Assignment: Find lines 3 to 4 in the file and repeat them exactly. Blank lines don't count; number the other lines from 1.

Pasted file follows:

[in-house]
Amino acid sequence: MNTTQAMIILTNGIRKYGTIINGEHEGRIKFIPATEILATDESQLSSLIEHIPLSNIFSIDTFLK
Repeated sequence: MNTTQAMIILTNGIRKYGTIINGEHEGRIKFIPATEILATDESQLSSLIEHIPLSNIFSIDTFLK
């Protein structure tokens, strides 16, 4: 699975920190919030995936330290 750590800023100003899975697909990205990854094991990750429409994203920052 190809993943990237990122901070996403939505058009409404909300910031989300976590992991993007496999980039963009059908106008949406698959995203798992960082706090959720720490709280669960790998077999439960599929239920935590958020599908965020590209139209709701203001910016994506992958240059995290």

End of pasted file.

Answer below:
Repeated sequence: MNTTQAMIILTNGIRKYGTIINGEHEGRIKFIPATEILATDESQLSSLIEHIPLSNIFSIDTFLK
């Protein structure tokens, strides 16, 4: 699975920190919030995936330290 750590800023100003899975697909990205990854094991990750429409994203920052 190809993943990237990122901070996403939505058009409404909300910031989300976590992991993007496999980039963009059908106008949406698959995203798992960082706090959720720490709280669960790998077999439960599929239920935590958020599908965020590209139209709701203001910016994506992958240059995290």